Part of the Electronics glossary:

A cosine wave is a signal waveform with a shape identical to that of a sine wave , except each point on the cosine wave occurs exactly 1/4 cycle earlier than the corresponding point on the sine wave. A cosine wave and its corresponding sine wave have the same frequency, but the cosine wave leads the sine wave by 90 degrees of phase .

cosinewave.gif (2634 bytes)

In most practical situations, a lone cosine wave is the same as a lone sine wave; phase generally has meaning only when two or more waves having identical frequencies are compared. The distinction between sine and cosine waves is important in Fourier analysis , where complex waveforms are defined in terms of constituent sine and cosine waves, and in Fourier synthesis , where complex waveforms are electronically built up from sine and cosine waves.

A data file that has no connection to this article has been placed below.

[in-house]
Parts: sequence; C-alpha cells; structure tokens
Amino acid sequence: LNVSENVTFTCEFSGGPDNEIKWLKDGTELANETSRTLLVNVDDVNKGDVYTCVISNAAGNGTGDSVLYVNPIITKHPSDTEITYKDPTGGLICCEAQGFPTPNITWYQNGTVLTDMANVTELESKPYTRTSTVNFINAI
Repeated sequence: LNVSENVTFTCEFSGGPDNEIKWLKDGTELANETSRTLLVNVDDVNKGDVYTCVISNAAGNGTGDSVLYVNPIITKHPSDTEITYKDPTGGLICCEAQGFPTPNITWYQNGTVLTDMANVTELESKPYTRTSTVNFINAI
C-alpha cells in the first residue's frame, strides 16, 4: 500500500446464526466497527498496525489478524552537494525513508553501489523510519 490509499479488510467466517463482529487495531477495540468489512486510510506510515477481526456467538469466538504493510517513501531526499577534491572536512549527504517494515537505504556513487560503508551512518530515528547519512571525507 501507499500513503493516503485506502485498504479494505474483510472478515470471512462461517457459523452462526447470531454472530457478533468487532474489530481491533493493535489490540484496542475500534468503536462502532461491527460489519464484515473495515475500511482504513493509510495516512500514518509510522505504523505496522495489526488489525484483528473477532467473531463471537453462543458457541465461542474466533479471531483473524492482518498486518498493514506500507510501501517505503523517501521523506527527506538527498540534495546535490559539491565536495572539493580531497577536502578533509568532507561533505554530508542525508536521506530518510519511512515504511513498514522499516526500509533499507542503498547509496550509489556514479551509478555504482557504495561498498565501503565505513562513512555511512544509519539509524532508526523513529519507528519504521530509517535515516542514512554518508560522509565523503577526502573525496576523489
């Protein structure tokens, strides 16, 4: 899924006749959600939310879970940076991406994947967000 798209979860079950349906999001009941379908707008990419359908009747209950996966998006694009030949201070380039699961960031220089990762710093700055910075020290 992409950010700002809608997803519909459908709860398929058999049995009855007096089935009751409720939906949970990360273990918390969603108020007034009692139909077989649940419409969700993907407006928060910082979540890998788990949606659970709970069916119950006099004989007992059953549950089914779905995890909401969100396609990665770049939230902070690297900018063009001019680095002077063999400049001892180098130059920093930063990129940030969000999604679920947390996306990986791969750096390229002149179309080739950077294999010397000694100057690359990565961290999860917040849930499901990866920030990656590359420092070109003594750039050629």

This was last updated in September 2005
Posted by: Margaret Rouse

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